Then Jesus told them a parable about their need to pray always and not to lose heart. He said, "In a certain city there was a judge who neither feared God nor had respect for people. In that city there was a widow who kept coming to him and saying, "Grant me justice against my opponent.' For a while he refused; but later he said to himself, "Though I have no fear of God and no respect for anyone, yet because this widow keeps bothering me, I will grant her justice, so that she may not wear me out by continually coming.'" And the Lord said, "Listen to what the unjust judge says. And will not God grant justice to his chosen ones who cry to him day and night? Will he delay long in helping them? I tell you, he will quickly grant justice to them. And yet, when the Son of Man comes, will he find faith on earth?" --Luke 18: 1-8
I read this, yesterday's gospel lesson, while waiting to pray and process in with the rest of the altar party. And I was blown over by that final statement:
"And yet, when the Son of Man comes, will he find faith on earth?"
Even though God has heard the cries of those "done wrong" for whatever reason, what will be the response from those who receive said justice. I was reminded of the ten lepers who were healed in last week's gospel lesson from Luke. Only one returned to acknowledge that he was made well, not by some fluke but by some faith. Can we find it in ourselves to slow down in our harried existence long enough to see that God is continuing to work God's purpose out in our lives in ways both big and small?
In his sermon, our priest-in-charge Fr. Dave talked of the recent Chilean miner rescue. His sermon was not so much based on the gospel story as it was on the reading we had about Jacob and his wrestling match with "the man" in Genesis. He noted that some of the miners had described a kind of wrestling match they were having with the hope that God would save them, while being in a kind of Hell with the devil raising doubts that they'd make it. He noted that those miners, their friends and families, and their country would be changed because of this incident in the same way that Jacob is changed by refusing to let go of "the man" until he'd received a blessing (and an important name change).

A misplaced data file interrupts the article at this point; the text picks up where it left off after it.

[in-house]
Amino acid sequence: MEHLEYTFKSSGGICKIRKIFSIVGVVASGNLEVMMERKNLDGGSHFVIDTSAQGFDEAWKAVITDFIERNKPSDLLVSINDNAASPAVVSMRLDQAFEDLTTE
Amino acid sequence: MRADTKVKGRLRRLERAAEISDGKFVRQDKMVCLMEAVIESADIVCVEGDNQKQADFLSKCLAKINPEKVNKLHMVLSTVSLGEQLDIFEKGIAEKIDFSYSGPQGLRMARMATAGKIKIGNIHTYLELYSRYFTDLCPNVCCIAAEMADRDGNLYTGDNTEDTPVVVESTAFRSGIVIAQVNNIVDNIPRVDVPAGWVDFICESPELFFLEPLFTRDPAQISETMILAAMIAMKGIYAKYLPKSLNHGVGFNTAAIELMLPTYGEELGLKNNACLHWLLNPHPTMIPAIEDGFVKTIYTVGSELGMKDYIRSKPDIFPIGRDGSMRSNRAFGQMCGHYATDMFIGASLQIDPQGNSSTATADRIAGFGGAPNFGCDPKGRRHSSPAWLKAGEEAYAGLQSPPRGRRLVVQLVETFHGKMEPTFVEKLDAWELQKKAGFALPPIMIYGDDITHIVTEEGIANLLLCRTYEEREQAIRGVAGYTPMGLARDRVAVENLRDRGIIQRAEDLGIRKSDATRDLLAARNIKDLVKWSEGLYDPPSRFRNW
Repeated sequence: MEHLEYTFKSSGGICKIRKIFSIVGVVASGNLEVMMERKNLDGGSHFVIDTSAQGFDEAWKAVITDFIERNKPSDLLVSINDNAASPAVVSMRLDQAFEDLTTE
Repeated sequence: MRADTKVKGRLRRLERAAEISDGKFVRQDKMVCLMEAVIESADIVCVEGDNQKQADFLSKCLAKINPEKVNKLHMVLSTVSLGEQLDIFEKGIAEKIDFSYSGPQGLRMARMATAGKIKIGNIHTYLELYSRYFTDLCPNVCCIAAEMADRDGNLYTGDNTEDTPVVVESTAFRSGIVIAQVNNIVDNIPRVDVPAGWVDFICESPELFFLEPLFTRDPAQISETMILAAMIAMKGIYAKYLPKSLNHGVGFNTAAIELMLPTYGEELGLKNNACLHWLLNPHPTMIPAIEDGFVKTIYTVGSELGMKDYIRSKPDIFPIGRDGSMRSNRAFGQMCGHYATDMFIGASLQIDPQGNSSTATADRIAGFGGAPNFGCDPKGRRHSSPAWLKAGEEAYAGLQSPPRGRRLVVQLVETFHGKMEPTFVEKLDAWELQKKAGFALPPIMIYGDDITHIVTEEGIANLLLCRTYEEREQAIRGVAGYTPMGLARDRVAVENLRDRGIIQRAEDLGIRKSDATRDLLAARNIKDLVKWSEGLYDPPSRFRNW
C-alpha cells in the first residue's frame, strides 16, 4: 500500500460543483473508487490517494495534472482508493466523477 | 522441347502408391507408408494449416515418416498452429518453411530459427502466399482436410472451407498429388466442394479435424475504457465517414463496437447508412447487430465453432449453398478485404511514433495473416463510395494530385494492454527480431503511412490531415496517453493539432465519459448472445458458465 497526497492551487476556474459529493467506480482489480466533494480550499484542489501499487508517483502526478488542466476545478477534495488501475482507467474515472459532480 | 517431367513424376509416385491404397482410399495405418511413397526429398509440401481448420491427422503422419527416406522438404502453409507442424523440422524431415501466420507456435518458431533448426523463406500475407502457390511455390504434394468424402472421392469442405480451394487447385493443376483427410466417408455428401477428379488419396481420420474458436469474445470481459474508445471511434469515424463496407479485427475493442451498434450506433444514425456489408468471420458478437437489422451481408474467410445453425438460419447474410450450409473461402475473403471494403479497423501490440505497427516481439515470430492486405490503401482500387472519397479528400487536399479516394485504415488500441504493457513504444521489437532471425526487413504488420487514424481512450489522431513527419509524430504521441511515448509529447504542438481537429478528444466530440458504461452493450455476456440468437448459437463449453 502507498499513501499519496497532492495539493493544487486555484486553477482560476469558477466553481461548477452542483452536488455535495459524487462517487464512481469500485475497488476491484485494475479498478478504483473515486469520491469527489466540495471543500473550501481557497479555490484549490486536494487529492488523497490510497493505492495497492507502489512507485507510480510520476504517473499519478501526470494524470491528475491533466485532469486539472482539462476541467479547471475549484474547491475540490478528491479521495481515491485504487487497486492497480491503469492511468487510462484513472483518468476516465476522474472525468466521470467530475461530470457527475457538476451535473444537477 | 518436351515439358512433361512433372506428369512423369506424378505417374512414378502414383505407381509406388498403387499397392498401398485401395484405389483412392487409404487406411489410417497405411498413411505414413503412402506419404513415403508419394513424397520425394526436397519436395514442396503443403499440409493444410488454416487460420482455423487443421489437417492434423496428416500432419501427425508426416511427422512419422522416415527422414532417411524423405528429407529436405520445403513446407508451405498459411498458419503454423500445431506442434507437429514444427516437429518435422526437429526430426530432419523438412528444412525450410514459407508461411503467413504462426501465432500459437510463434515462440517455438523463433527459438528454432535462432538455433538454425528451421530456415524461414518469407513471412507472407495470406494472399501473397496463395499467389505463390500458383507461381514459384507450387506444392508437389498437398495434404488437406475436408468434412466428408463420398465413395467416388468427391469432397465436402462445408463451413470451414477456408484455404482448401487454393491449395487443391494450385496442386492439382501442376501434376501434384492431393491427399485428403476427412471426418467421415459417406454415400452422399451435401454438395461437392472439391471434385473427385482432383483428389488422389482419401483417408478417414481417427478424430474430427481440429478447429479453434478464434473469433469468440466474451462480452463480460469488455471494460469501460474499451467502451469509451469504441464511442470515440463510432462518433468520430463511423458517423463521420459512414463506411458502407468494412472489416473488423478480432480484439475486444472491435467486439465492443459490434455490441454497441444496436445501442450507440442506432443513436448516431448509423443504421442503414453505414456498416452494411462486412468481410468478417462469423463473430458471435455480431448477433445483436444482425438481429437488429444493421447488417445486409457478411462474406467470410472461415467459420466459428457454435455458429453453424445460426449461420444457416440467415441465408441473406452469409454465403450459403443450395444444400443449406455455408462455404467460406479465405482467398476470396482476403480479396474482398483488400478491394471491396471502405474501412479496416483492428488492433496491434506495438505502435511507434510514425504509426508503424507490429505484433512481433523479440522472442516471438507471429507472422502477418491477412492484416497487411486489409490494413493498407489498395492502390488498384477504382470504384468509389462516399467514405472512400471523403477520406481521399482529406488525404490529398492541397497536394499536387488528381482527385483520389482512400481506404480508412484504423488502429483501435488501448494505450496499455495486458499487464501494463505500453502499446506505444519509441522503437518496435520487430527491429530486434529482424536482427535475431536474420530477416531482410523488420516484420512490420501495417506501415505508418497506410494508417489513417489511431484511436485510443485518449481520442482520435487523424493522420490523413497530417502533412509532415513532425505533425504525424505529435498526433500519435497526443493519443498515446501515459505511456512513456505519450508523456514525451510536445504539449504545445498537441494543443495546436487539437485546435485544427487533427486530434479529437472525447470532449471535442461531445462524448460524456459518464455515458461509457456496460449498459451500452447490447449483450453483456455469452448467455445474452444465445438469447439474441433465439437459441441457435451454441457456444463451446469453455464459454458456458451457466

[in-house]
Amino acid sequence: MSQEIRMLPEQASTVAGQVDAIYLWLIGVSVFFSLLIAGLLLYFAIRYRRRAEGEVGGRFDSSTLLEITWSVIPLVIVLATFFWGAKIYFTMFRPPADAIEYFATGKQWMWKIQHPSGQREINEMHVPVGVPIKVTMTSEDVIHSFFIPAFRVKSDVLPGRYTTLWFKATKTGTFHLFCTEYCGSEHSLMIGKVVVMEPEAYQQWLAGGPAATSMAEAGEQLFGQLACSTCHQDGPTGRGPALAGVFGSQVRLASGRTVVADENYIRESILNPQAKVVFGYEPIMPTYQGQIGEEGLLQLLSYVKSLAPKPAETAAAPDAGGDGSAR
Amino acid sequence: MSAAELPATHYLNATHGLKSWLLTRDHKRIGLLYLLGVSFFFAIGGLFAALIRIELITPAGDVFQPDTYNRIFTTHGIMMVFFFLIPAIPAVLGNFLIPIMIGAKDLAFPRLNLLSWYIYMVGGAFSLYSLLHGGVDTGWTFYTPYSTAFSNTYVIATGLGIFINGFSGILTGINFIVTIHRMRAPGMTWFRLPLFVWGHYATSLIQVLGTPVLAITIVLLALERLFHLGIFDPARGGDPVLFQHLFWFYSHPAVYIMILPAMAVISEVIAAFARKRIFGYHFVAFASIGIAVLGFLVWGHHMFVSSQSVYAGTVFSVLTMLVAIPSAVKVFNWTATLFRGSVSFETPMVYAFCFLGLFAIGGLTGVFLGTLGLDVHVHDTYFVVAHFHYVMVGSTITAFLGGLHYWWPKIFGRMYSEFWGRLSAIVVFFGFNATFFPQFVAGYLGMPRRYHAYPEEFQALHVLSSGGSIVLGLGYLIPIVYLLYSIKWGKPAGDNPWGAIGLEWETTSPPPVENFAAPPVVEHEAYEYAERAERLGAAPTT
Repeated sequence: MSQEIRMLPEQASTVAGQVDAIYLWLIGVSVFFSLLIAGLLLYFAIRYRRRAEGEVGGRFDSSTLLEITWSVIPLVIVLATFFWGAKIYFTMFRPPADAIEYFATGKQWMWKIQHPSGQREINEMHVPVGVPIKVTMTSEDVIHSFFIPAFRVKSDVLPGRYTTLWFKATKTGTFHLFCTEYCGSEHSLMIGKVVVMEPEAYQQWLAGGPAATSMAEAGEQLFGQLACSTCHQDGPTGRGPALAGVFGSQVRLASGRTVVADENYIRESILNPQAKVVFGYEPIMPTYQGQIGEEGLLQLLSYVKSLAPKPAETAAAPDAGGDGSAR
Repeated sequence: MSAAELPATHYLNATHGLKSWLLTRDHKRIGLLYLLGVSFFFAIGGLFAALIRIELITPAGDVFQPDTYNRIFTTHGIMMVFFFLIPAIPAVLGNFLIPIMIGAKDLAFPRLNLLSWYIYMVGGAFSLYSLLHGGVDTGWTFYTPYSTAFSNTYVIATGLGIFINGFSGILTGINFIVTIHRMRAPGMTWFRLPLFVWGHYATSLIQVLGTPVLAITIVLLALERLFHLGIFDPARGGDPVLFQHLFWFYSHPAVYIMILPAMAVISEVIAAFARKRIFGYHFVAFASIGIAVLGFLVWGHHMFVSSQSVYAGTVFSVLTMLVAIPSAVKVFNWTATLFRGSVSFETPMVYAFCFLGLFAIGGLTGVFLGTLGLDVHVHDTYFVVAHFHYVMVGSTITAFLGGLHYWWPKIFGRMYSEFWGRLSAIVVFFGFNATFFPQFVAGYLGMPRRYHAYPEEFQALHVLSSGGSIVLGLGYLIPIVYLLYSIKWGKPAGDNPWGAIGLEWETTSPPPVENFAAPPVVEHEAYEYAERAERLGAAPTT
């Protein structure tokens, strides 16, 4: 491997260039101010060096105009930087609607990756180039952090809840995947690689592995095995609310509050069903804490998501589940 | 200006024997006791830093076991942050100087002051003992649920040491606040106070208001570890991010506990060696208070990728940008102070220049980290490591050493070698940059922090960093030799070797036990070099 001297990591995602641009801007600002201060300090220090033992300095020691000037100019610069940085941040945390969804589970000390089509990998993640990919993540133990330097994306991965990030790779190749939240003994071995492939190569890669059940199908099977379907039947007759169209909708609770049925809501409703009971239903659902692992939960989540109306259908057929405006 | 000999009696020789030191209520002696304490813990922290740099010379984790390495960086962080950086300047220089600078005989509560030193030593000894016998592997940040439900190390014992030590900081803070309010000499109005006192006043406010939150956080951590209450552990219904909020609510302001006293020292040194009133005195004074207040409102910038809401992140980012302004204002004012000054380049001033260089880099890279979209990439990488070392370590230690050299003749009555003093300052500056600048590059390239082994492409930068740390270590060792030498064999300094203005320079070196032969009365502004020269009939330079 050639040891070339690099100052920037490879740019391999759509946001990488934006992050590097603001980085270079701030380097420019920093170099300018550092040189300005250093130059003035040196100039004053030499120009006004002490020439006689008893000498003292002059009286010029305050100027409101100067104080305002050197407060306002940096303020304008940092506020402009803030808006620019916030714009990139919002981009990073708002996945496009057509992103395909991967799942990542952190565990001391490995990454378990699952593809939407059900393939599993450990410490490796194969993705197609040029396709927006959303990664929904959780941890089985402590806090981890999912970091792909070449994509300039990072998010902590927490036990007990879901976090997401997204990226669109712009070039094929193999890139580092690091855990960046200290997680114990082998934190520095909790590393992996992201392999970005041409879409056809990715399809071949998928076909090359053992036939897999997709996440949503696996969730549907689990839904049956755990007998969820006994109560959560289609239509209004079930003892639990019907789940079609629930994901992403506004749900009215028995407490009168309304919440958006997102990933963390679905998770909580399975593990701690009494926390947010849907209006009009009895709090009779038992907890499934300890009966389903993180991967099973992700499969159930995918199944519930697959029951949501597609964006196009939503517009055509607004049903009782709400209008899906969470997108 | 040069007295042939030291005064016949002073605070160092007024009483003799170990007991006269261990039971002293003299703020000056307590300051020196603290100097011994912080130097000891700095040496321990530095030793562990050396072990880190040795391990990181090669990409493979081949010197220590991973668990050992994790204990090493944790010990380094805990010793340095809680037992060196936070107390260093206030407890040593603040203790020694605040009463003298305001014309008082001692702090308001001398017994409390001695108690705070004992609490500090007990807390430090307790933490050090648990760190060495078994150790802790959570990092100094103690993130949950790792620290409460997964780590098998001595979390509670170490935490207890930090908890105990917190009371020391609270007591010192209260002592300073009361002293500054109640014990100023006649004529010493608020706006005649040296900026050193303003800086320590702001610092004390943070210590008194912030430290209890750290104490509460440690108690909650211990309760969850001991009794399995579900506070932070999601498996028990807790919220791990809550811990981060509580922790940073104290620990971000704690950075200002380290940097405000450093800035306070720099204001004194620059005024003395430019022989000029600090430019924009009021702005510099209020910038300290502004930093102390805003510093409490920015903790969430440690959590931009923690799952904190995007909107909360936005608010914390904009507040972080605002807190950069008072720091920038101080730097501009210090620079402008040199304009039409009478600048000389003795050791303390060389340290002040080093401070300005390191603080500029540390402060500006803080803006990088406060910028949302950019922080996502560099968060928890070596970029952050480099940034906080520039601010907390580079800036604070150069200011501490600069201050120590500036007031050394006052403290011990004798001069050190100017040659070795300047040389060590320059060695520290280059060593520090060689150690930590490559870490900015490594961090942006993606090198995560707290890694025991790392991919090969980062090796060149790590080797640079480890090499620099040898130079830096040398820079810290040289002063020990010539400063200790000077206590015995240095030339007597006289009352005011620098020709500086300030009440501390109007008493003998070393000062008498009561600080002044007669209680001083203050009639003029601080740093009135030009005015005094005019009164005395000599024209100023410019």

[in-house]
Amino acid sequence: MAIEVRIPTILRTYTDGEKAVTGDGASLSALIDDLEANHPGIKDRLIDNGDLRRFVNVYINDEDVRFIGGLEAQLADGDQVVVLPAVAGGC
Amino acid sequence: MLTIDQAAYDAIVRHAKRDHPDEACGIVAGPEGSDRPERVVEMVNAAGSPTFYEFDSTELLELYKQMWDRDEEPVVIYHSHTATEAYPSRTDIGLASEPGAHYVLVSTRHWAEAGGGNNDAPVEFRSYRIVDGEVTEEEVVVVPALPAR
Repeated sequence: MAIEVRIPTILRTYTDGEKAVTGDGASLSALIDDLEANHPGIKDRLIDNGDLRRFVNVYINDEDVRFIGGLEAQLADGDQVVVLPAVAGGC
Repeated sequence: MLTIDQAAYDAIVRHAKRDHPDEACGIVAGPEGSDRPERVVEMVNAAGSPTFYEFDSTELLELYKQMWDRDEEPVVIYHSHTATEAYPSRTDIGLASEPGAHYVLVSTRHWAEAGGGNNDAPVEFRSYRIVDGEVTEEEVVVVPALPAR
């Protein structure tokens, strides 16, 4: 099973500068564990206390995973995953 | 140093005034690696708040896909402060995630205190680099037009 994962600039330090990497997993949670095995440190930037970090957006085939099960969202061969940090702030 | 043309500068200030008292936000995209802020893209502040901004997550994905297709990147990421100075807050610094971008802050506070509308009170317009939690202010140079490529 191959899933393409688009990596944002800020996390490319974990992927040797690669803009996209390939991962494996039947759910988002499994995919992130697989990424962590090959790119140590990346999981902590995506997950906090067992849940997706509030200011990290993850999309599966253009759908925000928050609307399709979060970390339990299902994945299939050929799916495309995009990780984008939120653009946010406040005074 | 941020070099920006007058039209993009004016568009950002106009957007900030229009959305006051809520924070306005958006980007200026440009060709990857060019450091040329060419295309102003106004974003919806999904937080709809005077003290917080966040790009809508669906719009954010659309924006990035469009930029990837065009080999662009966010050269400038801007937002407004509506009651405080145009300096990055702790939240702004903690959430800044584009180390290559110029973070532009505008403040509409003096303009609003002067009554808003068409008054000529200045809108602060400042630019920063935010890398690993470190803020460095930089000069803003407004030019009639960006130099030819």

The question for me remains: will they remember God acting in this? I'm guessing that, for many, they might because this was a huge deal. But what about the smaller things in life? The less dramatic? Or when things don't go well?
Think about the attack made on the United States on September 11th. Three thousand people killed in the World Trade Center; passengers on airplanes taken on a suicidal mission not of their own choosing. Shock. Awe. Anger. I knew people directly affected by the disaster. I knew someone who almost flew out of Boston to Los Angeles that morning. As a nation, we grieved a horrible wound. I remember reading an account of an Episcopal chaplain in New York City who found his faith in God shaken to the core by the event. "Where is God now?" might have been on his mind.
Jerry Falwell and Pat Robertson put it out there that they knew the mind of God: God was punishing us because of gays, pagans, abortion rights activists, liberals. Of course, lots of people were quick to condemn their remarks as insane and hateful rantings. But were they any more insane and hateful than a country that responded with patriotic fervor and an unjust attack based on lies about weapons of mass destruction... which has now racked up several thousand more dead people both among the Iraqis and our American military?
I am among those who have witnessed these events and wondered at times about God in all of this. From a place of quiet, I can sense that God is still present and knows the prayers of those who wish the conflicts and the name-calling to end. And yet, I remember an anti-war vigil I attended with my partner. She came away from that place saying that God wasn't done working through Bush yet. Thinking on it, I believe she may been right. As my spiritual director noted, sometimes you need the death and decay before you can have a renewal of life. Perhaps it is through the actions of a President Bush that we are to called to tap into our faith that God is calling us to take a deeper look at ourselves.
I believe this is what the people of St. John's are experiencing now. I recently heard that the one who caused "the split" apparently marked the fifth anniversary of that painful event by preaching a sermon about us "bad unorthdox people who 'they' left behind." Meanwhile, we are looking to a future in which we are one parish, one family... with one goal of getting to know one another, and share what we each bring to the table (and I mean God's table here). That's both our joys and our fears and our hopes and our dreams. As noted yesterday, we have wrestled with God, and held on. For that, we give thanks. For that, we see what Christ was saying about prayer: you will be granted justice if you stick with it, don't lose heart and remain faithful that God is with you to the end of the age.
"Will he find faith on earth?" Such a pointed question. I hope we can say, "Yes."